Depression in Nursing Homes Is More Common than You May Think
For those of us unable to provide the level of care aging parents need, nursing homes afford us great relief. However, our loved ones often perceive them differently. Among patients, nursing homes may represent a lack of independence and autonomy. Even if they need the round-the-clock care and assistance these facilities provide, having to leave one’s outside life behind can have serious emotional effects.
Depression among nursing home residents is not a new problem: In 1991, the New York Times estimated that around 450,000 patients suffered from severe depression. A 2012 survey of the elderly in Australia found that over half the residents in these facilities showed symptoms of depression ranging from mild to severe. Unfortunately, caregivers may not consider treating, or even looking for, mental illness on top of patients’ other medical needs.
Why does that matter? Aside from suffering unnecessarily with negative thoughts and emotions, patients who display signs of depression upon or shortly after admission to a nursing home are more likely to be designated “high care” residents as compared to their peers without depression. Depression can affect one’s care needs and their receptiveness to treatment, setting them up for lower overall health. Doctors and nurses should pay attention to mental as well as physical health to boost patient outcomes.
The Nursing Home Connection
Among doctors, common wisdom assumes that the elderly are just more likely to be depressed, and there’s nothing to be done about it. As these populations lose their abilities and freedoms, the thinking goes, they lose sources of happiness.
Studies show this is not the case. According to the CDC, nursing homes have the highest depression rates of any managed care facility; 49% of their patients have been diagnosed. By contrast, options such as adult day service centers and hospice arrangements see depression diagnosed in only 20-30% of patients. This shows it’s not just a symptom of aging—it’s also a function of patients’ day-to-day circumstances and experiences.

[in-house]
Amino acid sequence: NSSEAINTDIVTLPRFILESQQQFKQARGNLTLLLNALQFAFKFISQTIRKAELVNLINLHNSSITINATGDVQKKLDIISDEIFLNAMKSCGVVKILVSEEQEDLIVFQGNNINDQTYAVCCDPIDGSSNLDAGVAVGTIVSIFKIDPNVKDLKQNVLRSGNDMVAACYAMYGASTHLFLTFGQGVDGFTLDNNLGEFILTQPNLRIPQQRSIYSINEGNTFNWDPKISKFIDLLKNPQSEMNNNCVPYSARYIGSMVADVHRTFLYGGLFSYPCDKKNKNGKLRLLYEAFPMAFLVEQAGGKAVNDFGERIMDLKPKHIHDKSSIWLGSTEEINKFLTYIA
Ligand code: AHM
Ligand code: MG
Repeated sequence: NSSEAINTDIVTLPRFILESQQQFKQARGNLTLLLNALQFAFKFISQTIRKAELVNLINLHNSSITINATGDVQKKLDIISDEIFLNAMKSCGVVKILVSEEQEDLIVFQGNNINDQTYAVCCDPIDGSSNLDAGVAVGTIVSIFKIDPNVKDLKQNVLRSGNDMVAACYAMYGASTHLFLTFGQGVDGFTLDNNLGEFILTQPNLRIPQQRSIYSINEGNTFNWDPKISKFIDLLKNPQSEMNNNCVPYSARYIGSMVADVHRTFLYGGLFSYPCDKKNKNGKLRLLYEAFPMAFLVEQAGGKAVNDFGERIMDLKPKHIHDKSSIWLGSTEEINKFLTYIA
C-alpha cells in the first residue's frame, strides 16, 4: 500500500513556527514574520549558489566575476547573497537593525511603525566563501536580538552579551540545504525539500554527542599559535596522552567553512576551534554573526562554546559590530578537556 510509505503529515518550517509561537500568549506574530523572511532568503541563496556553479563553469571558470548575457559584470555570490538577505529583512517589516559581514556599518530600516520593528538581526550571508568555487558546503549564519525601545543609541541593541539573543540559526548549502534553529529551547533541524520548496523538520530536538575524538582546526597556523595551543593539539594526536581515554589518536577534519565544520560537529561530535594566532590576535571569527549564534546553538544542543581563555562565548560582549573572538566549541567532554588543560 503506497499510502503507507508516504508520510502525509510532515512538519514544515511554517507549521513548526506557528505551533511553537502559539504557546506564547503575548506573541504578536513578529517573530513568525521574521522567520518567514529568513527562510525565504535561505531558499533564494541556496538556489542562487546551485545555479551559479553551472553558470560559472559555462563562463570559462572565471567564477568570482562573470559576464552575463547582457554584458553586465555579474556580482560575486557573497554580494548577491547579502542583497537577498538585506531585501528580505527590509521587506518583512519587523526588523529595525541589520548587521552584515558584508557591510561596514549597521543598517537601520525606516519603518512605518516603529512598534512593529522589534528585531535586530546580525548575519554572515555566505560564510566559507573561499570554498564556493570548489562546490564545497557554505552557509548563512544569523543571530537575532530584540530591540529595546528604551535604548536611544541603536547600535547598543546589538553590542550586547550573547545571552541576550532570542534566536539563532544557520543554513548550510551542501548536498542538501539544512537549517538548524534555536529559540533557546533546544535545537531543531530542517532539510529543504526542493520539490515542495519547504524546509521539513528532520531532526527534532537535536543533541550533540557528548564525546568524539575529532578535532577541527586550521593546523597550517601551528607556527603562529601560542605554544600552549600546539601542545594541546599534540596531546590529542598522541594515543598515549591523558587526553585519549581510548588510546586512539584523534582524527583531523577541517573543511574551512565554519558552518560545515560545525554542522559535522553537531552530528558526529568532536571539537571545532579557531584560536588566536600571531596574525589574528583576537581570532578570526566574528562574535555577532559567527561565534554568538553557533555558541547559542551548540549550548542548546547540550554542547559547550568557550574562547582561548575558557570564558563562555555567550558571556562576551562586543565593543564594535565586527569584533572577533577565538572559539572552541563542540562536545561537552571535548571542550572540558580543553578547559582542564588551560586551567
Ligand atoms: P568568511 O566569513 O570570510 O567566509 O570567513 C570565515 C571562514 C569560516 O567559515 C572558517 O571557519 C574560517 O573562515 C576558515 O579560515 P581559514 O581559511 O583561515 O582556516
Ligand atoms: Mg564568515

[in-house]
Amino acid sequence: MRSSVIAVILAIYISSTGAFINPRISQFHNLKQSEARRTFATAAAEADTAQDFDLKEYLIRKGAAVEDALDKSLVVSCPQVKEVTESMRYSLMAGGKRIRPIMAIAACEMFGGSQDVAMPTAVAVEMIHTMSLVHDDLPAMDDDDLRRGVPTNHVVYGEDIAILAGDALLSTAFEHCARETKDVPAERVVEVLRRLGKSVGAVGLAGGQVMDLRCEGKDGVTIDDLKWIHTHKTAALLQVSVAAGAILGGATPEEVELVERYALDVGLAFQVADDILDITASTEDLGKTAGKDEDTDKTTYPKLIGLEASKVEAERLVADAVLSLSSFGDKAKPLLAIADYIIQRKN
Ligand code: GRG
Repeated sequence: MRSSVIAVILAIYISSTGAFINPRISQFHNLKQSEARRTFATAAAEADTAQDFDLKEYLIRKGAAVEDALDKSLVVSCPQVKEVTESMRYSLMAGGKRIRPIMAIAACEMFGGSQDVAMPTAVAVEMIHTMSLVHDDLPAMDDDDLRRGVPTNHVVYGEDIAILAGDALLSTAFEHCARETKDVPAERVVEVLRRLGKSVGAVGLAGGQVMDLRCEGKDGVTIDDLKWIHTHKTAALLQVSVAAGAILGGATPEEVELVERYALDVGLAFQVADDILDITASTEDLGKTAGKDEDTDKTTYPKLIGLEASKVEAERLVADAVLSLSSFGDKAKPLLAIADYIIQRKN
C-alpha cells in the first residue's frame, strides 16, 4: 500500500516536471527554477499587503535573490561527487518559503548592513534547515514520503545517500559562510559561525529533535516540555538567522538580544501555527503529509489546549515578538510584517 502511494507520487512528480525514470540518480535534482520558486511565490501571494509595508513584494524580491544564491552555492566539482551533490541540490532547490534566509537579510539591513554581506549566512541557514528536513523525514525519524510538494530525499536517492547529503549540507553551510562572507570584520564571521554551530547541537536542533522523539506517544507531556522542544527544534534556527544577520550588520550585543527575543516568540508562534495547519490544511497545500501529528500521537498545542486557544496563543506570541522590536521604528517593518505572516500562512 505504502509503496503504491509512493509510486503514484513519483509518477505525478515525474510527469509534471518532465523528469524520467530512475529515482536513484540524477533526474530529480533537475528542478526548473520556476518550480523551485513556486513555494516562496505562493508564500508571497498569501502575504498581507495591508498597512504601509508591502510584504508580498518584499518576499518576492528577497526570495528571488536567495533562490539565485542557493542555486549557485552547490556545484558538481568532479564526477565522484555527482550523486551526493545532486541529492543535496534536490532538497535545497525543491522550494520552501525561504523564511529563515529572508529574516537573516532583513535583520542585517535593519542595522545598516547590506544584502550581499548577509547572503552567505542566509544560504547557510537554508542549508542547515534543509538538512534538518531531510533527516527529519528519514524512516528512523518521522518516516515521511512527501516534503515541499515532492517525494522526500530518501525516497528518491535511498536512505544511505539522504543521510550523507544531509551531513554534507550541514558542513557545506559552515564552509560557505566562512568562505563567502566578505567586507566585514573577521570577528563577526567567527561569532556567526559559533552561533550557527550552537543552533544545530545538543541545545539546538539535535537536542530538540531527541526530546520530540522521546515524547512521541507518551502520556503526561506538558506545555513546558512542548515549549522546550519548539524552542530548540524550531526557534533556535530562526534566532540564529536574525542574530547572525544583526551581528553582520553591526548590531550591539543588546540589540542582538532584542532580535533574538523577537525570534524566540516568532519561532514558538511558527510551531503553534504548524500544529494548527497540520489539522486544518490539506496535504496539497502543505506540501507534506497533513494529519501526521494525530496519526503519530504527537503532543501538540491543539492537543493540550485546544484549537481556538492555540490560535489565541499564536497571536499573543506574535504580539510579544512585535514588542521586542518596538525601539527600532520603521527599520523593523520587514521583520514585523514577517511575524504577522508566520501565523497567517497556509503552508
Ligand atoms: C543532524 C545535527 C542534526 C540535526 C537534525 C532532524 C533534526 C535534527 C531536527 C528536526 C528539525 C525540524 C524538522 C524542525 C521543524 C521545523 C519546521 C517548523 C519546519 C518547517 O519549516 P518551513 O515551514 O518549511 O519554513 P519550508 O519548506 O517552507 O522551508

No Diagnosis, No Treatment
One of the biggest issues with elder depression is a lack of awareness and attention from physicians. Though they are surrounded by caregivers, nursing home patients often only spend a few minutes each month with an actual physician. In such a short time it’s hard to learn enough about a patient to spot the signs of mental illness, much less make a complete diagnosis. Older patients often foster more stigma regarding mental illness and are therefore less likely to self-report.
Analyses of nursing home patients nationwide show that only between 40-60% of those with depression actually receive a diagnosis. However, clinicians estimate that around 75-80% can be cured of the condition if given proper treatment. Current nursing home practices therefore leave behind many elders in need of help. Not only does this result in a lower quality of life for these patients, but it may also affect the amount of attention they need for other health concerns.
It’s Not Just Feeling Blue
Most people associate the word “depression” with sadness, as we often use it to indicate negative thoughts or moods. However, as a diagnosis, depression signifies more than just occasional dejection. It can affect the mind in many ways—and the body, too.
Depression can lead to a quicker decline in health with symptoms ranging from a loss of physical ability to a drop in immune system function. Though doctors have not yet identified the mechanisms through which these changes occur, observation of nursing home patients has shown that those with depression:
- need more frequent doctor/emergency care,
- take more medication,
- need costlier outpatient care, and
- spend more time in the hospital
than those without the mood disorder. In some cases, the disease’s toll is too high for patients to bear. One study of nursing home residents showed that, over the course of a year, nearly half of those with depression passed away. For those without depression, only a quarter did not survive the year.
Can I Help Elderly Relatives with Depression?
Mental illness is treatable for most—but it relies on the patient receiving a proper diagnosis. When nursing home residents are denied frequent contact with doctors and clinicians, depression and other mental illnesses may go unnoticed or be misdiagnosed as dementia or Alzheimer’s. Families may be able to spot the changes in their loved ones, but they do not always know the cause.
Nursing homes with high populations often neglect their patients’ mental and physical health. Depression may be met with ignorance or avoidance. Further, the factors behind mental illness may go unaddressed. Isolation, chronic pain, and certain medications may lead to depression; harsh treatment by staff or other residents can also take a toll on patient health.
Though depression may cause your loved on to feel hopeless, there is help—and potential recourse as well. Brown & Barron, LLC focuses on helping the victims of nursing home neglect and abuse formally complain and ask for damages. We’re here to speak if you need someone to listen.